logo

amazon facebook_32 gplus_32 linkedin_32 pinterest_32 tumblr_32 twitter_32 website_32 youtube_32 email_32 rss_32

The mission of the Your Mark on the World Center is to solve the world's biggest problems before 2045 by identifying and championing the work of experts who have created credible plans and programs to end them once and for all.

Ad1
SeedEquity Ventures
PatchofLand

Five Steps to Increasing Diversity in Nonprofits

This is a guest post from Steve Scheier who is the CEO and Founder of Scheier+Group and author of Do More Good. Better. Using the Power of Decision Clarity™ to Mobilize the Power of Your Nonprofit Team.

In the aggregate, nonprofit organizations are staffed by people from diverse backgrounds. But if we take a closer look at who runs and makes the key decisions in these nonprofits we see patterns that are reflective of the larger society: the leaders of many nonprofits are white and the people implementing the decisions of these leaders are diverse.

This realization caused the respected NPQ to assert in its December, 2014 edition that “The Nonprofit Sector Has a Ferguson Problem.”

Why did the NPQ come to this conclusion? Because a number of studies have shown that whites lead 9.5 out of 10 philanthropic organizations. Only 7 percent of nonprofit chief executives and 18 percent of nonprofit employees are people of color.

So even though most nonprofit advocacy is targeted at diverse communities the people leading these efforts are usually white. They are likely very committed and well intentioned and committed to advancing the social needs they’ve vowed to take on but the preponderance of white leaders means that there is comparatively little opportunity for more diverse leaders to emerge.

image

Steve Scheier

That’s because whether we know it or not and whether we like it or not, we are all affected at some level by inherent biases that impact our choices. This extends to our choices of colleagues, and to our choice of who among us has the potential to lead and who among us will be allowed to make substantive decisions.  

At every step of the way, people’s ability or inability to make the decisions that affect their job will drive their job performance and their ability to advance.  But in most nonprofits it’s often unclear which decisions it’s acceptable – or not – for a particular individual to make, and which decisions he or she is unable to make.  The result?  Reticence, a reluctance to make even small decisions, a tendency to defer to existing leaders and therefore a general lack of decision-making skills at all but the highest echelons of power.  

If we don’t take steps to actively build a more diverse base of talent prepared to move into leadership positions, nothing will change.  The nonprofit world’s so-called  “Ferguson problem” will perpetuate and we’ll not only let opportunities to tap valuable talent slip by, but we’ll also miss out on the potential for a badly-needed diversification of the sector’s leadership.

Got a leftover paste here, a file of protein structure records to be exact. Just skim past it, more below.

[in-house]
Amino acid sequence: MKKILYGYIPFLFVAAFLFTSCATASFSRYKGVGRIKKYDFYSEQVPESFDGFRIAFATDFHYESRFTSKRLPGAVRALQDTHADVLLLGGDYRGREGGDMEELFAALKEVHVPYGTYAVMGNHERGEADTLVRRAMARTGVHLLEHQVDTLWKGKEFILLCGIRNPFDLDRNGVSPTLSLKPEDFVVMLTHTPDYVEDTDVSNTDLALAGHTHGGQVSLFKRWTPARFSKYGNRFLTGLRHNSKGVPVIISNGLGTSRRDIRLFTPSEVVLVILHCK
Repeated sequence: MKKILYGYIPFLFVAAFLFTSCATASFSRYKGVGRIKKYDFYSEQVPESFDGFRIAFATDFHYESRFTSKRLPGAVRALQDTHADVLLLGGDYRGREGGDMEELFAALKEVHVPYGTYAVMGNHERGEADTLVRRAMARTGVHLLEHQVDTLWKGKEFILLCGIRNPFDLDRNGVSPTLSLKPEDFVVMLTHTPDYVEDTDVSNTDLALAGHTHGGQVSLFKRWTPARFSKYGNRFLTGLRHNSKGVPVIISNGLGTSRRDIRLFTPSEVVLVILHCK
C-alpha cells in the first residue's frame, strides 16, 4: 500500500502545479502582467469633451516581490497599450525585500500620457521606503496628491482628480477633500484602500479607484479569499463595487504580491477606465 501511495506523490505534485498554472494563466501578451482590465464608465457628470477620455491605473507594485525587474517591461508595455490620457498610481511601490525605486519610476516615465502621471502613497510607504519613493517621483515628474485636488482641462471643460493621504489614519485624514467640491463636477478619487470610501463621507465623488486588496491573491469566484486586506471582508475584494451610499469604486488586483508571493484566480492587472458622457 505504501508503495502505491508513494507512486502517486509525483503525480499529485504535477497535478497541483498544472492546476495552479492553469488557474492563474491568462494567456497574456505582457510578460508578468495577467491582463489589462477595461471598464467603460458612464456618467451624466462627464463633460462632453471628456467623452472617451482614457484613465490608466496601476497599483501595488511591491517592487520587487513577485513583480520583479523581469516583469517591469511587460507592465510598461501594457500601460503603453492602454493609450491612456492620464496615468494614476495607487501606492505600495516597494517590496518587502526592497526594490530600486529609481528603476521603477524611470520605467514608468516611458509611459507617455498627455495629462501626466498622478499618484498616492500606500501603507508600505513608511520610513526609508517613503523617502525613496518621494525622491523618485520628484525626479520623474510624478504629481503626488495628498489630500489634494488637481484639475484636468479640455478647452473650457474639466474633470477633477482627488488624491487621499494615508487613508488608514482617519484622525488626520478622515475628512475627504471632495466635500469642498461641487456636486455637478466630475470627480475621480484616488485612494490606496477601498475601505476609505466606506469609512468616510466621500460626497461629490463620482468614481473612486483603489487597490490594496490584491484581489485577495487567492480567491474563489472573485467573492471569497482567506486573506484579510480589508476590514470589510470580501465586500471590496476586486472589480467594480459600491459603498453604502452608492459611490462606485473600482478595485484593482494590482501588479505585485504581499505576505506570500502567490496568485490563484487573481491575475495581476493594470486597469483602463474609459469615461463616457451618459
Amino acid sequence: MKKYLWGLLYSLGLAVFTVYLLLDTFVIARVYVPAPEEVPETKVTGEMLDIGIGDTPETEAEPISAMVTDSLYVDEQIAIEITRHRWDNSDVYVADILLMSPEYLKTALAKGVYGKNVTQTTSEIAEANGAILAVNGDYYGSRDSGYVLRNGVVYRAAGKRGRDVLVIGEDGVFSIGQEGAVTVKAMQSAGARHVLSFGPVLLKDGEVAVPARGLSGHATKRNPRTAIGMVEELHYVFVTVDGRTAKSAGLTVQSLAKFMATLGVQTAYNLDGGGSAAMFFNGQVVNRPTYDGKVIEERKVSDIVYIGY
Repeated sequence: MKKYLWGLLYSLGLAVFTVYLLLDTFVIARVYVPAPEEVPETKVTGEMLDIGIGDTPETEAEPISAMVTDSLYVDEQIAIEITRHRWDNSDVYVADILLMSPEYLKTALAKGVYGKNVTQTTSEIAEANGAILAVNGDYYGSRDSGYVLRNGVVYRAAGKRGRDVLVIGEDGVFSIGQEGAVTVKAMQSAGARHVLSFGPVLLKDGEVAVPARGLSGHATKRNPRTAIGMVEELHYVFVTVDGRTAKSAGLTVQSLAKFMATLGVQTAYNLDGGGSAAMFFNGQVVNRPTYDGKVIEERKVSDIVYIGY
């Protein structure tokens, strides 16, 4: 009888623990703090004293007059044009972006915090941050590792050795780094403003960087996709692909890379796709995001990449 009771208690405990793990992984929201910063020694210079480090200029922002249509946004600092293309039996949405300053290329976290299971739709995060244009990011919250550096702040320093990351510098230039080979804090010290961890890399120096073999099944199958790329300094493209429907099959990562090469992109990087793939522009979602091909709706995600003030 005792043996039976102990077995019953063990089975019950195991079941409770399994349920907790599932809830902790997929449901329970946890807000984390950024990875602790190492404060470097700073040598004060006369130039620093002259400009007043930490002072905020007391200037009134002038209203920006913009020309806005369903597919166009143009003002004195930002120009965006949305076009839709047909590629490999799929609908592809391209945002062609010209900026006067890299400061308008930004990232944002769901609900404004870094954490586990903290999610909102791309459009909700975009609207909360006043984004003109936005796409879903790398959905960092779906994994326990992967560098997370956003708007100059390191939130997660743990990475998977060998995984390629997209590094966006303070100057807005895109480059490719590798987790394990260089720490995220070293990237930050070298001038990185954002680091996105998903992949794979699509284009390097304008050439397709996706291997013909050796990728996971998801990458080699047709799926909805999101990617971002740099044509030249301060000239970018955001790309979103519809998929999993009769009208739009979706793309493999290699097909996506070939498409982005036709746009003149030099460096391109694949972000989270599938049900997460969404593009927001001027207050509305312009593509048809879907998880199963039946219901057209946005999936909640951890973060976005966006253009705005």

image

Over time, organizations will find it harder than ever to live up to their full potential and create the social impact they envision.

There is a way forward, though. Quite simply, organizations need to start at the bottom and give individuals of all backgrounds the tools to become decision-makers within their jobs.  

There are five steps that can make this a reality:

  • Make a commitment to drive decision-making down in your organization so it can produce better and more focused decision-making.  There are people on your team who can make decisions if you’ll only trust them to do so. If you let them make decisions and hold them accountable, your organization will benefit and you’ll have greater focus on the decisions that matter.
  • Examine your biases about who should be making which decisions in your organizations and think about how these biases affect the way decisions currently get made. Do you only give decision-making to those that went to elite schools? Do you want to give decision-making to those that act, look and sound like you or can you broaden your viewpoint?
  • Next, examine who has power and who doesn’t in your organization, and why.
  • Encourage people to speak up and advocate for the decisions they want to make.  
  • Finally, support and reinforce a culture that makes it a priority to proactively resolve conflict and confusion surrounding how decisions are made. 

By taking these steps you’ll build an organization with increased leadership and decision-making capabilities and you’ll be far better off.

Remember to “join the cavalry” by subscribing to our content here.

Never miss another interview! Join Devin here!
Subscribe to news from YourMarkOnTheWorld.com
* = required field
Content I want: